Don’t Be a Jane-of-all-Trades

Dear J.T. & Dale: I’m a 52-year-old female desperately looking for employment. Until a reorganization, I worked as an administrative assistant at a major company, with a salary of nearly $40K. In addition to applying for just about every administrative position advertised, I’ve applied to several placement agencies and lowered my salary requirements to the $28K range. Although employers can’t tell me that I’m too old, I suspect that may be one of the reasons. Advice? - Keri

J.T.: I read your e-mail and my first thought was, “You might be casting your net too wide.”

Dale: My first thought was, “Time for a reminder that ‘Hiring IS discrimination,’” which turns out to be related to casting too wide a net. Sure, there are narrow-minded morons who think older workers can’t keep up. But there are many more hiring managers who worry that older workers are overpaid and/or inflexible. Such managers choose to hire energetic rookies and hope for the best. Meanwhile, Keri, you’ve dramatically lowered your salary expectations, which would seem to be a solution, but actually isn’t. I checked and discovered that senior administrative assistants in your market average about $41K per year, with junior-level assistants averaging about $34K per year. So your new, lower salary requirement is below that of the average junior person. A hiring manager is going to wonder why … and that leads to the silent but deadly question “What’s wrong with her?”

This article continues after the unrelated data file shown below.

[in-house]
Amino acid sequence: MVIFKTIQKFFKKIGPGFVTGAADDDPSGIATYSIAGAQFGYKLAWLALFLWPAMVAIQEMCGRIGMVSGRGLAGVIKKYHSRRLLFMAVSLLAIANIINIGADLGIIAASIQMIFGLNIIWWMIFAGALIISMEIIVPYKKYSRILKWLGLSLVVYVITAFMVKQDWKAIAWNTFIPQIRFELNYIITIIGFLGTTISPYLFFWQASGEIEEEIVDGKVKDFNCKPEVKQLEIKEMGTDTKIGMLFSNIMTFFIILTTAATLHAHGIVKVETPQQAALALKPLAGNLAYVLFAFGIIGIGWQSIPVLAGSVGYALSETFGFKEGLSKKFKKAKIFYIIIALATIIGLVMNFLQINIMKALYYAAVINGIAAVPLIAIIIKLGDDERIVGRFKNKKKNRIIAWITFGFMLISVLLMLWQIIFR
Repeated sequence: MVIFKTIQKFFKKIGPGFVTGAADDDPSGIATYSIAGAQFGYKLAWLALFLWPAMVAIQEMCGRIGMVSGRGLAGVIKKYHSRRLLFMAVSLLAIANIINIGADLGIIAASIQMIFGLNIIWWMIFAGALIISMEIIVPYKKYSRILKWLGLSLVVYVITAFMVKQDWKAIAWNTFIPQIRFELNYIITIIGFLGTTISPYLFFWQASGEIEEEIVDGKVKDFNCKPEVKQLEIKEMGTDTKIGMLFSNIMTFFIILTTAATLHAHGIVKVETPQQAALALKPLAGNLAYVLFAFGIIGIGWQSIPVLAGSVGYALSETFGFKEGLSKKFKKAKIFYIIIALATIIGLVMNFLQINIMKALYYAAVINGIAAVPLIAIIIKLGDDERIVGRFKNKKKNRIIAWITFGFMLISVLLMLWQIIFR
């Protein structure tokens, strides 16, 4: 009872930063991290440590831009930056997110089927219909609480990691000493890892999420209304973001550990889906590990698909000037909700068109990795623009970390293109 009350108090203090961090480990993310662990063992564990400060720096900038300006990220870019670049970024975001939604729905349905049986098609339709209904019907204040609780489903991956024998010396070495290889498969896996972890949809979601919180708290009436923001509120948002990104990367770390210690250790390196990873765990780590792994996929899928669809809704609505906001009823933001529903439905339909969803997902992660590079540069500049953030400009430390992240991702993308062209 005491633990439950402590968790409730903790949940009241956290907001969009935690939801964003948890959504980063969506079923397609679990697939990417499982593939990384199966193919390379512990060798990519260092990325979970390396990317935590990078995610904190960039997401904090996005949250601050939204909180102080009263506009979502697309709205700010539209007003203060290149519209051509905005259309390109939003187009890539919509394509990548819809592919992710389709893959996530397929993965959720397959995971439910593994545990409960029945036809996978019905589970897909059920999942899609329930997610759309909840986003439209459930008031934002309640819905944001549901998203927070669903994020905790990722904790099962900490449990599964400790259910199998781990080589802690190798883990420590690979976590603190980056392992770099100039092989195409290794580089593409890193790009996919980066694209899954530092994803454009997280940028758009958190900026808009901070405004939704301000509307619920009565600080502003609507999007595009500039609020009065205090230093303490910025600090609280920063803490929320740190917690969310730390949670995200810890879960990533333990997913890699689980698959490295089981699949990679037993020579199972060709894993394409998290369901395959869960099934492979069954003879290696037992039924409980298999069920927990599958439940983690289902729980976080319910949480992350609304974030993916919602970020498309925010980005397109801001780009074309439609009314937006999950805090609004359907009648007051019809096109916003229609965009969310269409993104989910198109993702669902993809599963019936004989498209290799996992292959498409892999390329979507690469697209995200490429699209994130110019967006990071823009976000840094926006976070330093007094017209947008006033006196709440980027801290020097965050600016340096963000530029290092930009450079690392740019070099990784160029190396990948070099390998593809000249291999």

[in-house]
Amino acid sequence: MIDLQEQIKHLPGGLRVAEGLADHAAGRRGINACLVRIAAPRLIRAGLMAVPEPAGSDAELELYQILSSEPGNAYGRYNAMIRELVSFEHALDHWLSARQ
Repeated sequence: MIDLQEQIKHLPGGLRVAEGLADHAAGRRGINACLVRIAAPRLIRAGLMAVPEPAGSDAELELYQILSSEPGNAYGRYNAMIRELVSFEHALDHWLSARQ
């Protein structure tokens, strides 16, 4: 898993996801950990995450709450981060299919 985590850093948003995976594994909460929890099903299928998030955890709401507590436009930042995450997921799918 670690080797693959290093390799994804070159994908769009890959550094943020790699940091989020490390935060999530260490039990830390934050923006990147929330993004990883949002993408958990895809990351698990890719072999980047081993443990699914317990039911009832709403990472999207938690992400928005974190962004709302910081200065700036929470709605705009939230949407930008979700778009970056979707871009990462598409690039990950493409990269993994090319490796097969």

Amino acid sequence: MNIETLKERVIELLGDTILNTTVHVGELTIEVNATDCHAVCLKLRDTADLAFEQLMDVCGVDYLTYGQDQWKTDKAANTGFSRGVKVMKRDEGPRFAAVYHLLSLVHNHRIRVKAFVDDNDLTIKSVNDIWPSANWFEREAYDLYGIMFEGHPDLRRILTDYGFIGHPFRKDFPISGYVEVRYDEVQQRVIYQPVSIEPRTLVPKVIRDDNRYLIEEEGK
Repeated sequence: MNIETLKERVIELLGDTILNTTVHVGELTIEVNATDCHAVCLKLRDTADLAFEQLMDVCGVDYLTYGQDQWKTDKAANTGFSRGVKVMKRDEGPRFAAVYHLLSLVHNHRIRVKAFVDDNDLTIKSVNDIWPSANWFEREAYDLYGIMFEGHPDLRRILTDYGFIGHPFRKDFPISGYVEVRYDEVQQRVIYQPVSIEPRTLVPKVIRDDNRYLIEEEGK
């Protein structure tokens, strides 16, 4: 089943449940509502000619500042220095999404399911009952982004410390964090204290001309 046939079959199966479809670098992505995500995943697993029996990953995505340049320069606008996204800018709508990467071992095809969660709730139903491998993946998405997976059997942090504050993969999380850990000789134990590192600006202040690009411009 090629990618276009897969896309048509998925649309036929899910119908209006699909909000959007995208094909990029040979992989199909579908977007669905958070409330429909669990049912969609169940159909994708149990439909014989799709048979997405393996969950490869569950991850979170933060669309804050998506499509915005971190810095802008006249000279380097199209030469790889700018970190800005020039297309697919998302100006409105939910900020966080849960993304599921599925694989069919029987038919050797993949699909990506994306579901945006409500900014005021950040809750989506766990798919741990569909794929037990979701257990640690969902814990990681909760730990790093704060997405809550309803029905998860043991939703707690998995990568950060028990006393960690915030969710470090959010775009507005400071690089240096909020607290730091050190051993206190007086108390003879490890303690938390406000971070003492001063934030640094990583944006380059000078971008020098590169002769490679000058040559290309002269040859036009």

J.T.: So, while it can feel like age discrimination, it’s probably more an issue of not having branded yourself. Don’t try to be a “Jane-of-all-trades” - instead, roll your strengths, experience and interest into a unique package that employers can see fitting into a specific role.

Dale: That way, you don’t have to be shy about asking for a decent salary - you make it clear that you aren’t just begging for any old job, but you have skills that make you worth your salary, and then some.

J.T.: You accomplish that by focusing on those industries/fields where you have knowledge and experience. You’ve worked with a lot of people through the years, and don’t be shy about reaching out to former managers and co-workers and asking them to refer you to hiring managers. If all goes well, they will presell you, and you’ll find a new manager who appreciates your skills, the kind who works to make sure that you love your job

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